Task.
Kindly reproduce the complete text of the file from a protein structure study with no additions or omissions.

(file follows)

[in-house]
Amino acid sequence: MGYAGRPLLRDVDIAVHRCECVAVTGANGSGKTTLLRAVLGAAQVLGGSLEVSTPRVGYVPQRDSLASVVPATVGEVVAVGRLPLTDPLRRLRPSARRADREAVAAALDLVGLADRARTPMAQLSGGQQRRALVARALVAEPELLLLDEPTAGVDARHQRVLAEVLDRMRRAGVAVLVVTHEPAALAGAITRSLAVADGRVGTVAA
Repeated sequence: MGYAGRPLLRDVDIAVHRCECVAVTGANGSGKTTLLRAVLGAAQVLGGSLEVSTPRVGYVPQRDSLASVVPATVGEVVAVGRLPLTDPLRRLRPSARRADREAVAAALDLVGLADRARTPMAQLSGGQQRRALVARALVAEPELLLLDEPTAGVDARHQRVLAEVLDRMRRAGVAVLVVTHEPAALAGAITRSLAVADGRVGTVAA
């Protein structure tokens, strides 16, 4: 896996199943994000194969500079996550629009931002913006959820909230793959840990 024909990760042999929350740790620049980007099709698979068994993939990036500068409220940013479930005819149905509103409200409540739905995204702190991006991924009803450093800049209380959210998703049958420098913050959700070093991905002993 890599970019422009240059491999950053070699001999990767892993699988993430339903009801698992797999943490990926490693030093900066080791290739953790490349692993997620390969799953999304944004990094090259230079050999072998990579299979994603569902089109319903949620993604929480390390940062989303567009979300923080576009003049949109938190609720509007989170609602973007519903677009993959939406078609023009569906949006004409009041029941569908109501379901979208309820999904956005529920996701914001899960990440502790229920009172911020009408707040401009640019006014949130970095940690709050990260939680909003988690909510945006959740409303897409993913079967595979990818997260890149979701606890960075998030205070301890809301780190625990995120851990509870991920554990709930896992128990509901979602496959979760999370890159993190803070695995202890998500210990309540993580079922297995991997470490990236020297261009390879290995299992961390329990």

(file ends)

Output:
[in-house]
Amino acid sequence: MGYAGRPLLRDVDIAVHRCECVAVTGANGSGKTTLLRAVLGAAQVLGGSLEVSTPRVGYVPQRDSLASVVPATVGEVVAVGRLPLTDPLRRLRPSARRADREAVAAALDLVGLADRARTPMAQLSGGQQRRALVARALVAEPELLLLDEPTAGVDARHQRVLAEVLDRMRRAGVAVLVVTHEPAALAGAITRSLAVADGRVGTVAA
Repeated sequence: MGYAGRPLLRDVDIAVHRCECVAVTGANGSGKTTLLRAVLGAAQVLGGSLEVSTPRVGYVPQRDSLASVVPATVGEVVAVGRLPLTDPLRRLRPSARRADREAVAAALDLVGLADRARTPMAQLSGGQQRRALVARALVAEPELLLLDEPTAGVDARHQRVLAEVLDRMRRAGVAVLVVTHEPAALAGAITRSLAVADGRVGTVAA
């Protein structure tokens, strides 16, 4: 896996199943994000194969500079996550629009931002913006959820909230793959840990 024909990760042999929350740790620049980007099709698979068994993939990036500068409220940013479930005819149905509103409200409540739905995204702190991006991924009803450093800049209380959210998703049958420098913050959700070093991905002993 890599970019422009240059491999950053070699001999990767892993699988993430339903009801698992797999943490990926490693030093900066080791290739953790490349692993997620390969799953999304944004990094090259230079050999072998990579299979994603569902089109319903949620993604929480390390940062989303567009979300923080576009003049949109938190609720509007989170609602973007519903677009993959939406078609023009569906949006004409009041029941569908109501379901979208309820999904956005529920996701914001899960990440502790229920009172911020009408707040401009640019006014949130970095940690709050990260939680909003988690909510945006959740409303897409993913079967595979990818997260890149979701606890960075998030205070301890809301780190625990995120851990509870991920554990709930896992128990509901979602496959979760999370890159993190803070695995202890998500210990309540993580079922297995991997470490990236020297261009390879290995299992961390329990």